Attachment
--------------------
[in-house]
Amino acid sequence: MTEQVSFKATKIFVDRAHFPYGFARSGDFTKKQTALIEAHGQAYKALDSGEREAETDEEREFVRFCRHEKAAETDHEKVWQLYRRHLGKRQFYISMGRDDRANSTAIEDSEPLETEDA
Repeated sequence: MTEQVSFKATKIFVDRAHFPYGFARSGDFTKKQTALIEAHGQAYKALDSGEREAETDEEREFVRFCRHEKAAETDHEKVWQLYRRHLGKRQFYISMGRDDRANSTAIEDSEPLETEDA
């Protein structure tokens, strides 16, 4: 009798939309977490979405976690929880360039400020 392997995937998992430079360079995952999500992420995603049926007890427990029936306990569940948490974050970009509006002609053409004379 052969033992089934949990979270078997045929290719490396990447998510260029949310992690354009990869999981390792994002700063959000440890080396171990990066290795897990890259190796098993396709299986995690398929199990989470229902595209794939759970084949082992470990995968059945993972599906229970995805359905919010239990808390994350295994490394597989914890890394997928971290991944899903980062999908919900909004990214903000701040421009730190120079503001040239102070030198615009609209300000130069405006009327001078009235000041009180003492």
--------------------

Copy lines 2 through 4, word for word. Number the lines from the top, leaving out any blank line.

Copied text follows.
Amino acid sequence: MTEQVSFKATKIFVDRAHFPYGFARSGDFTKKQTALIEAHGQAYKALDSGEREAETDEEREFVRFCRHEKAAETDHEKVWQLYRRHLGKRQFYISMGRDDRANSTAIEDSEPLETEDA
Repeated sequence: MTEQVSFKATKIFVDRAHFPYGFARSGDFTKKQTALIEAHGQAYKALDSGEREAETDEEREFVRFCRHEKAAETDHEKVWQLYRRHLGKRQFYISMGRDDRANSTAIEDSEPLETEDA
């Protein structure tokens, strides 16, 4: 009798939309977490979405976690929880360039400020 392997995937998992430079360079995952999500992420995603049926007890427990029936306990569940948490974050970009509006002609053409004379 052969033992089934949990979270078997045929290719490396990447998510260029949310992690354009990869999981390792994002700063959000440890080396171990990066290795897990890259190796098993396709299986995690398929199990989470229902595209794939759970084949082992470990995968059945993972599906229970995805359905919010239990808390994350295994490394597989914890890394997928971290991944899903980062999908919900909004990214903000701040421009730190120079503001040239102070030198615009609209300000130069405006009327001078009235000041009180003492």